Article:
The 5 killer money-management app that every teenager needs



A big fan among millennials who have just recently entered the workforce, Monzo markets itself as “a bank for everyone”. Essentially, the company offers a (bright pink) debt card that links to its native mobile app.

The idea is that you debit cash from your "traditional" bank account to your Monzo account and then monitor your spending via the app. Users can set themselves monthly spending targets and receive notifications when their spending becomes too frequent.

Starling Bank: 

Starling is a lot like Monzo: there’s a snazzy app, a host of features that enable you to manage your money better and its loved by young people.

The main difference between Starling and Monzo is probably that Starling has cleared major milestones quicker than its rival. For example, it was first to get a banking licence and boasts more integrations with third party payment processors.

All in all, though, we reckon it’s pretty neck-and-neck between the two.


Moneybox encourages teenagers to invest without them even knowing it.

Users connect a debit card to the app and every time they spend money on that card, their purchases are rounded to the nearest pound and the difference is invested in low-risk funds. In other words, if you buy a coffee for £1.80, 20p will be invested straight away.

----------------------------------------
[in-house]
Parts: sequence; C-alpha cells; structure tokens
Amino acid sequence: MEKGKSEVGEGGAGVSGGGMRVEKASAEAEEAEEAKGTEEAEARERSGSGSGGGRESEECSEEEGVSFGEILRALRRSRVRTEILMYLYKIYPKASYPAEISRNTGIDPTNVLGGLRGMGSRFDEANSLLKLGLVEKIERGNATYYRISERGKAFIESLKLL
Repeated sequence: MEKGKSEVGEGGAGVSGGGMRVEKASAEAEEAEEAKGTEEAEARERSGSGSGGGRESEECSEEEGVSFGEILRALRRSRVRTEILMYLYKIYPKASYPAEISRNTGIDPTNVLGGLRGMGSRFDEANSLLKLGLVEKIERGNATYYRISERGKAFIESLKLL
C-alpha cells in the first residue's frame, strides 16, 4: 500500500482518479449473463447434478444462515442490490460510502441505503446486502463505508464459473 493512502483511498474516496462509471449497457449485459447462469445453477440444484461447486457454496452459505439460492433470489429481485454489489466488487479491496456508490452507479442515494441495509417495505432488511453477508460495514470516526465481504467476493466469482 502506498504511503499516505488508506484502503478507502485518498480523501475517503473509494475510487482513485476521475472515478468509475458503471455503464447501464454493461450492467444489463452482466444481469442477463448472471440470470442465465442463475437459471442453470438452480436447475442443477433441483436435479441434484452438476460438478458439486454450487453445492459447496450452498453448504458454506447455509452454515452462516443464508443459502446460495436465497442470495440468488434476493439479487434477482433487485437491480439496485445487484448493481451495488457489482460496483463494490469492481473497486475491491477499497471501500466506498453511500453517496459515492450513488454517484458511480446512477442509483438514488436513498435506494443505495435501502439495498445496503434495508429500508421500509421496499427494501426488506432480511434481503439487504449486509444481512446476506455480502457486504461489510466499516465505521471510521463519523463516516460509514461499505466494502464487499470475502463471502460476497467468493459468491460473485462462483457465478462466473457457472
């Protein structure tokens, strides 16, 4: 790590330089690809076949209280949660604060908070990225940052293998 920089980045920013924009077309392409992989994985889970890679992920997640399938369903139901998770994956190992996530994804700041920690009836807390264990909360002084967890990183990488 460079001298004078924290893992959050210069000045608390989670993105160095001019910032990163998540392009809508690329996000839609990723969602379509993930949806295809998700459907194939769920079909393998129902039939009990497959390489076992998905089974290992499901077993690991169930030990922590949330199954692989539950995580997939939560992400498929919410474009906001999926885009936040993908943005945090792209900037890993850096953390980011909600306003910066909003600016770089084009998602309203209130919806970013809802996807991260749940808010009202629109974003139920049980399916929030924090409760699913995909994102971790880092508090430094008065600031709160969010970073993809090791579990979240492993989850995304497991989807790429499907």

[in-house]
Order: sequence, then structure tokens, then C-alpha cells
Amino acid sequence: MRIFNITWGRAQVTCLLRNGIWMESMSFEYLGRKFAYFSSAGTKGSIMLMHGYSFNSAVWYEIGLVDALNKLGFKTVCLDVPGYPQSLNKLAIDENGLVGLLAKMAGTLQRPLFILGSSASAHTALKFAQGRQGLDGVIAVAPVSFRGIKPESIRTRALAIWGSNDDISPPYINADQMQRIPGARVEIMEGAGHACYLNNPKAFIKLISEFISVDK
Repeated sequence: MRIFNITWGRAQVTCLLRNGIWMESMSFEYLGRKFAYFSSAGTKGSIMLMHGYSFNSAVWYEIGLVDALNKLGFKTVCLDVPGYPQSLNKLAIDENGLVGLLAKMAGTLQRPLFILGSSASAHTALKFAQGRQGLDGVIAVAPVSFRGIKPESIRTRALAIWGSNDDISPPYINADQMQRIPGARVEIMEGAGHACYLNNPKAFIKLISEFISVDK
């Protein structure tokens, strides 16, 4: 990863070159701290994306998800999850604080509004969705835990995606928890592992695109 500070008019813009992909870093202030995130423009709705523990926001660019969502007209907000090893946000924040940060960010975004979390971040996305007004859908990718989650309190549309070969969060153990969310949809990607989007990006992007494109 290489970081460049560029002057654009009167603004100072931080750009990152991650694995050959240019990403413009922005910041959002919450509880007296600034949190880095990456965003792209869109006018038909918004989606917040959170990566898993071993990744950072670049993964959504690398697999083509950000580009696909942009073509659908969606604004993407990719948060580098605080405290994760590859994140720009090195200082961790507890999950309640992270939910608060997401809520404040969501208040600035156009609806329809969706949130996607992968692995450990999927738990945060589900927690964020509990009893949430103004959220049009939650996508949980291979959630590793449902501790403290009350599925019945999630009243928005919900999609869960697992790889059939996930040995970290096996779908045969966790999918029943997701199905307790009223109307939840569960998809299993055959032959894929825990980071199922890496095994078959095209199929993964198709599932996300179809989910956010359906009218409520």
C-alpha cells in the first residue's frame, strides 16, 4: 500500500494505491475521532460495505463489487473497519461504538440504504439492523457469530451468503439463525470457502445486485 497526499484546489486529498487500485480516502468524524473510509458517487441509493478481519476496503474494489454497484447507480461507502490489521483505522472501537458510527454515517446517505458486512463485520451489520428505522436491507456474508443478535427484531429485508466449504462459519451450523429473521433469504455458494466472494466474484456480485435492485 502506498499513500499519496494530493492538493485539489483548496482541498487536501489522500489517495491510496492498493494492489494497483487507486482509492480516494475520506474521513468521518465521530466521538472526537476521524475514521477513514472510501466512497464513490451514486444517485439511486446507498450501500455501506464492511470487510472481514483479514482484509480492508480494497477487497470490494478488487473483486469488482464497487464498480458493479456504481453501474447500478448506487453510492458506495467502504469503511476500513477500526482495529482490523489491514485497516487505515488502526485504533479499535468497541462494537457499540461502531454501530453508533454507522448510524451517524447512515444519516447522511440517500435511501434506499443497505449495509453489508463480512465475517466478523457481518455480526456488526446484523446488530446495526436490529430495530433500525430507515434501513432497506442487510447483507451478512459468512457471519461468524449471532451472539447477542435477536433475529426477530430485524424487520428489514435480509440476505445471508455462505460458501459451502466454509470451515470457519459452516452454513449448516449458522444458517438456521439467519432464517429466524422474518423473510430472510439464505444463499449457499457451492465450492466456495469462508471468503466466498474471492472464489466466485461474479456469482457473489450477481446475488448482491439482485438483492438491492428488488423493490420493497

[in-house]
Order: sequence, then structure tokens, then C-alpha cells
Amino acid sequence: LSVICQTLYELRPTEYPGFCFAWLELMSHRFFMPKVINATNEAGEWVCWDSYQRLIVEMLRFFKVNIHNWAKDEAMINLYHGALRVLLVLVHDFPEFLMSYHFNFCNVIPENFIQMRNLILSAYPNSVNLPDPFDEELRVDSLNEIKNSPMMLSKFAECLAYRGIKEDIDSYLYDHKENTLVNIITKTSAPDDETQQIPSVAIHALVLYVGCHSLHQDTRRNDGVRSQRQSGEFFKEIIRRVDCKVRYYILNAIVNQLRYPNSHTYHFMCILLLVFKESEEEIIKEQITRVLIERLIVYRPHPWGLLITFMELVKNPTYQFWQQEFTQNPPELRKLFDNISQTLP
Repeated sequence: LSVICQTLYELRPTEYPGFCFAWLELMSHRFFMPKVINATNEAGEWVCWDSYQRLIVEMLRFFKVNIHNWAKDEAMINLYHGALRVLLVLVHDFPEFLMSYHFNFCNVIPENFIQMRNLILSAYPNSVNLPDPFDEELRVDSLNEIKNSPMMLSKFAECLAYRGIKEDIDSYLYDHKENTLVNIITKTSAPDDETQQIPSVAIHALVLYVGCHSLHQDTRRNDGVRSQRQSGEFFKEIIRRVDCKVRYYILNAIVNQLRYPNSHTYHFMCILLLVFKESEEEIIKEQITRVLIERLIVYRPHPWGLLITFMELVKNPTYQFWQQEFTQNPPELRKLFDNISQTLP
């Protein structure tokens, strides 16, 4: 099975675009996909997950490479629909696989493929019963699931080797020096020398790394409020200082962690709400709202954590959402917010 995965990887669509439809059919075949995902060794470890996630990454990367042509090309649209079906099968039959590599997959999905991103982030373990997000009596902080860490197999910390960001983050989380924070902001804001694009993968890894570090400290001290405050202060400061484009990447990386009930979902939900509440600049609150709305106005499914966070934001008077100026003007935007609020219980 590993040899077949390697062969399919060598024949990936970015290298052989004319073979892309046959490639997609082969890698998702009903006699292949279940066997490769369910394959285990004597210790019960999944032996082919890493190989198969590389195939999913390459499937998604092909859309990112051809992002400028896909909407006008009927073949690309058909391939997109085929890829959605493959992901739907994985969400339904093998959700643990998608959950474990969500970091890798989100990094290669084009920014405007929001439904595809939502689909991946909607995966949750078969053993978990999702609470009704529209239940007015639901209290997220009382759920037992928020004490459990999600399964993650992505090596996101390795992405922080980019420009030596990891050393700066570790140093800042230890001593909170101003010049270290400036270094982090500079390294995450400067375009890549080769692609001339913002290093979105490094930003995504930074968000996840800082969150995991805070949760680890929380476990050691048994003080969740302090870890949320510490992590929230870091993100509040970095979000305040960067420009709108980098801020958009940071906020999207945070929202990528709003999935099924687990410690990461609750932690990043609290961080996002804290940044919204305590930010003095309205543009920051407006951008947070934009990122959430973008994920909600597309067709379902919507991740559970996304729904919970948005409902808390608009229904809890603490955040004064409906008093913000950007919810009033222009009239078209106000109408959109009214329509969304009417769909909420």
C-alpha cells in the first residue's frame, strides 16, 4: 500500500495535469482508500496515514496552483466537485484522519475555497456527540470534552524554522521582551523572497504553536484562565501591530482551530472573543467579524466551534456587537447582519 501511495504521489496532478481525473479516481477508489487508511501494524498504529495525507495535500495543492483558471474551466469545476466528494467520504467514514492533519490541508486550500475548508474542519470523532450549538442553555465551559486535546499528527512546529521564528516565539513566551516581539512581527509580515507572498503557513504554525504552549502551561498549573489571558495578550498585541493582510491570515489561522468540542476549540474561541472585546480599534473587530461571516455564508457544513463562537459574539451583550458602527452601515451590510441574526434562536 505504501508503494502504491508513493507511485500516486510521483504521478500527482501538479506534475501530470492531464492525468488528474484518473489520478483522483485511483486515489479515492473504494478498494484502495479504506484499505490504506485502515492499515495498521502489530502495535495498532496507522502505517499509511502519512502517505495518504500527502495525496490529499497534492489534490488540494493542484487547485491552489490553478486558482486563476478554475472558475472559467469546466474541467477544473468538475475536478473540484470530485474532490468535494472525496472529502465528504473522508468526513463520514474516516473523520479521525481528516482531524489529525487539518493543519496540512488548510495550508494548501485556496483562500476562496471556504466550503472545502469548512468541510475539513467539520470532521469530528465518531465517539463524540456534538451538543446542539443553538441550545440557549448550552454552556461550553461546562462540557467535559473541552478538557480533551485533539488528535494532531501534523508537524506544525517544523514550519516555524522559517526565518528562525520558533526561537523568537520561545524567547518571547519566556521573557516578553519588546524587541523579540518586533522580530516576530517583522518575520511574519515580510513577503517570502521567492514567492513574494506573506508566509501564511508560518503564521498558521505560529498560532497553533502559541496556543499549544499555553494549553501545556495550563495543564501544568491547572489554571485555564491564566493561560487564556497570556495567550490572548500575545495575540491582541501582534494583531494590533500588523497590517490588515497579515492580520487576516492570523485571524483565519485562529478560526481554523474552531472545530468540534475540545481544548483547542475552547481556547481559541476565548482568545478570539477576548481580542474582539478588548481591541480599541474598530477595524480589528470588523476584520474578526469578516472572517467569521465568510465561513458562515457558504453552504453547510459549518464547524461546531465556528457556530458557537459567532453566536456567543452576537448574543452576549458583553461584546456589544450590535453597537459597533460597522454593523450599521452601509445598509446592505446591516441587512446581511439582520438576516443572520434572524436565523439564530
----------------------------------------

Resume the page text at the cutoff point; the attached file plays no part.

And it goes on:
Since Moneybox only invests in index funds, so you can be sure spare change is being put to work sensibly. Moneybox costs £1 a month and there is a flat platform fee of 0.45% on top of the 0.2% typically charged by the funds.


Chip enables you to save money without even trying. The app’s artificial intelligence software scans your account usage, assesses your outgoings, and automatically sends how much it thinks you should save to a designates savings account.

It’s basically saving for people who lack the discipline. The app works with most leading UK banks and if you’re worried about your data security, don’t be; Chip protects your bank details with a 256-bit encryption - the same type that your own bank uses.

Google Sheets: 

Okay, so this isn’t really a snazzy new app that’s taking the finance world by storm. But that doesn’t mean Google Sheets isn’t one of the best ways to monitor your saving!

If you don’t feel like entrusting your bank details to a third party, you can always automate a budgeting plan on Sheets and manually move money yourself. And, since Sheets uses the same shortcuts as Excel, your teenager can sharpen their spreadsheet skills at the same time.


PS: if you’d like us to make a video explaining how to set up a budget in Google Sheets, email me at (I actually reply).